A calf is born : a reconstruction of the public debate on animal biotechnology
care of animals
Races, Selection, Genetics
Dierenrassen, selectie en genetica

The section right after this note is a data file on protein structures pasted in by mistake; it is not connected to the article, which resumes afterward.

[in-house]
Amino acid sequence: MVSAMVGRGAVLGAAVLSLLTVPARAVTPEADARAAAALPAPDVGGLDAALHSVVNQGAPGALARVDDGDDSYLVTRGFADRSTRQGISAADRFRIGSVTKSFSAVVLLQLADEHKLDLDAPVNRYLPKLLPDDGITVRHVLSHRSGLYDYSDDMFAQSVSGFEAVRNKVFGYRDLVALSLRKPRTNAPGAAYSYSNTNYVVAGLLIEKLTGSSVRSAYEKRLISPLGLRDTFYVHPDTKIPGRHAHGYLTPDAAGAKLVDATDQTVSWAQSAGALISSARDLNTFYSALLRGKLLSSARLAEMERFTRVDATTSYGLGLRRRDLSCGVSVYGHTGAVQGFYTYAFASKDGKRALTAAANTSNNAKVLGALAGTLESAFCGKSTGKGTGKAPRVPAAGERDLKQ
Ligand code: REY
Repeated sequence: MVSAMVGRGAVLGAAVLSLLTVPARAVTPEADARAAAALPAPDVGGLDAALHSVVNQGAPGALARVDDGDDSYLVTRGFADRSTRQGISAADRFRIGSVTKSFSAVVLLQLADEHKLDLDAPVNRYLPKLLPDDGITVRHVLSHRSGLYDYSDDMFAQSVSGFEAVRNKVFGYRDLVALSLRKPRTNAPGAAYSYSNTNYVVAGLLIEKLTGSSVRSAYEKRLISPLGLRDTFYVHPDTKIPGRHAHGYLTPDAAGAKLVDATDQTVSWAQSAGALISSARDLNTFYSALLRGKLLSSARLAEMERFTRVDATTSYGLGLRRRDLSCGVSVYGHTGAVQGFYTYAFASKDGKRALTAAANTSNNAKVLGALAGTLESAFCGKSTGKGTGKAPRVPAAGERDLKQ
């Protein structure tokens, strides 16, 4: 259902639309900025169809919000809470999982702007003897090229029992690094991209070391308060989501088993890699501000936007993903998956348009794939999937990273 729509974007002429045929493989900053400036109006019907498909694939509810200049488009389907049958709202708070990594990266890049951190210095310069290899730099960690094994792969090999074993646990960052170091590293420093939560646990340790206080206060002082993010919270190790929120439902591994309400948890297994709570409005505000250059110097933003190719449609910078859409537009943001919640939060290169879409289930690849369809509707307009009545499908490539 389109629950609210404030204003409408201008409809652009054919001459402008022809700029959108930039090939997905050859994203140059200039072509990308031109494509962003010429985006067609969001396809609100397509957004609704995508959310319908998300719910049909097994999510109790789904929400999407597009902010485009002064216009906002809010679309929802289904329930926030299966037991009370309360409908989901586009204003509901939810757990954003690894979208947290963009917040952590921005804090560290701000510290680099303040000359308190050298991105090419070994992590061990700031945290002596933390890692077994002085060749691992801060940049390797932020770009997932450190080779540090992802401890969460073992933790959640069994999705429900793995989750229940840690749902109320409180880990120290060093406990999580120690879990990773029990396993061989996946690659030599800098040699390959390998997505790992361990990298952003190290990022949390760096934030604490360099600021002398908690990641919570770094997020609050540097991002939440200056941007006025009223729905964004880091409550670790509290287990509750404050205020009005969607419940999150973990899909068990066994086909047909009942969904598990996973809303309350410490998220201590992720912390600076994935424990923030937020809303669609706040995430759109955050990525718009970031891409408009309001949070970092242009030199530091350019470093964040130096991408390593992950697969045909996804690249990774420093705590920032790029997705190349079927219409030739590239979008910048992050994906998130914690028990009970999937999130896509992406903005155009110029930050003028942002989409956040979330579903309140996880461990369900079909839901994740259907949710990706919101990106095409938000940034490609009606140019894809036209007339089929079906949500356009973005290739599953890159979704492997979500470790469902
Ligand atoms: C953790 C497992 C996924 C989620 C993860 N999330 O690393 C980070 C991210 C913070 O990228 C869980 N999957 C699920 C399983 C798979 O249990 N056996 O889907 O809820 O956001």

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Abstract'How should public debates be understood?' is the central question of this study. And it is answered by reconstructing a single public debate, namely the debate about the transgenic bull Herman. Herman the bull was created by Gene Pharming in 1989. An extra gene has been inserted in his genome as to induce the production of lactoferrin in the milk of his daughters. A debate started in the media about whether this should be allowed or not. This media debate has lasted for nine years. In this study the debate is analysed and interpreted in order to make visible for others what has happened during this particular debate. It thus provides handles for disclosing other public debates and for better understanding public debates in general.Insight is provided in what has kept this debate going. This media debate, in which the public is involved as an audience, has needed a concrete cause (the case) to develop. This seems to be obvious, but in the Netherlands many debates are being organised without such a case. And one may witness that the media, and so the public, are hardly involved in these organised debates. But not only will a case be needed to induce a public debate. The urge of the debate has to be articulated as well. Virtually everybody can articulate problematic aspects of a case, but for a debate to have impact actors are needed that can provide continuity to the debate. In this particular debate this continuity has been provided by the Dierenbescherming (the Dutch Society for the Protection of Animals). But, this still is not enough. If the media are not interested, the public will not know what is going on. So, for a vivid public debate, a case is needed to make the debate urgent, an organisation has to provide continuity, and the media have to publish about it.With respect to the content of the debate two discussions can be distinguished: a) the general controversy that has evoked the debate and b) the discussion about several specific applications of this technology.ad a) The general controversy. Four general principles are usually mentioned as integrating of the many norms that regulate interpersonal conduct. Two of these are generally reckoned to be applicable to animals as well, to wit 'do not harm' and 'do good'. With respect to the other two principles ('respect for autonomy' and 'be just') people do not agree about whether they apply to animals as well. It is obvious that these last principles cannot be applied directly to animals, as animals are not capable of being autonomous in the sense humans are. This implies for many people that the principle of justice does not apply to animals as well. At least a transformation of these principles is required, but this will alter their content substantially. Respect for autonomy can be transformed into respect for intrinsic value and bodily integrity, and justice can be transformed into equal and fair treatment. The debaters can now be divided into two groups: people that do and people that do not recognise these altered principles as applicable to animals. People that do not recognise these principles will argue in terms of 'do the benefits outweigh the harms' and they will be in favour of a 'yes, if the relevant conditions are met' policy (e.g. Gene Pharming and the biomedical researchers). People that do recognise these principles will either be opponents of animal transgenesis (the Dierenbescherming and some other societal organisations) or will be in favour of a 'no, unless there are good reasons to do so' policy (e.g. the Minister of Agriculture, most animal experts and animal ethicists). They will stress the search for alternatives and will ask for sufficient reasons before they enter a discussion about harms and benefits.ad b) Applications and contexts. With respect to the specific case at hand, it turned out that people have been arguing from different values and standards. These values and standards were connected with different practices of animal keeping and using. This has resulted, dependent on the specific applications of the lactoferrin obtained, in a discussion about what kind of animal Herman the bull is. Will his lactating daughters produce milk in the context of dairy cattle farming? Will they be better protected against mastitis, a cattle disease, which would mean that Herman the bull is functioning in a veterinary context? Will they produce medicines like many laboratory animals do, which would refer to a biomedical context? Or will his daughters produce food for patients in a specialised food production context? It turned out that these contexts, which are called practices, imply different standards for the treatment of animals.Neither the standards of veterinary practice, nor the standards of cattle farming practice do allow for the production of transgenic cattle. As the production of specialised food was mainly considered from the point of view of ordinary milk production practice, the standards of this practice were applied and so the production of transgenic cattle was rejected. In the case of the production of medicine by way of transgenic cattle, the standards for dealing with this case have not become clear at the end of the debate. People did not considered the standards of the biomedical practice adequate nor the standards of the dairy farming practice. Both perspectives remain open. It even may be the case that animal transgenesis develops as a practice of its own or that animal transgenesis will only be judged from the point of view of general standards and values instead of from contextual standards.The process of debating has been subject of the debate as well. The debaters have criticised each others inputs and have reacted to critique with respect to their conduct. These critiques provide insight in the implicit rules of debating in public.Public debates are debates in front of the public as an audience. If people are debating in public, they will not in it for understanding and convincing each other. Their main objective will be to influence public opinion and to gain public support for their views. They will reason as lucid as possible. And this has consequences for the evaluation of the conduct of the debaters. This does not mean that there are no rules, but it does mean that there will be specific rules for these kind of discussions. So, people will be criticised if they go too far, that is to say if they violate the rules of decent reasoning.Debating in public is more than reasoning only. There are all kinds of theatrical elements as well, like suggestive photo's or posters, or telling stories about other debaters, or suggestive reasoning. Here too, rules of decent conduct can be reconstructed from the critiques on several of these theatrical elements that were uttered during the debate at hand.This study ends with a reply to the people that have criticised this debate in general. From their critiques it can be derived that these critics have raised too high (too idealistic) expectations of public debates. The fruitfulness and sense of a public debate should not be assessed on the basis of convergence of opinions or on the orientation at consent of the debaters, but on the quality and rationality of the reasoning of the debaters. One may witness that all debaters have developed their views and reasoning; they have listened to others and have reacted to these inputs by better articulating their own reasoning or by adapting their actions. It is evident that the participants have not always conducted according to the rules of decent debating. But, they have taken critique on their conduct seriously and have adapted their behaviour.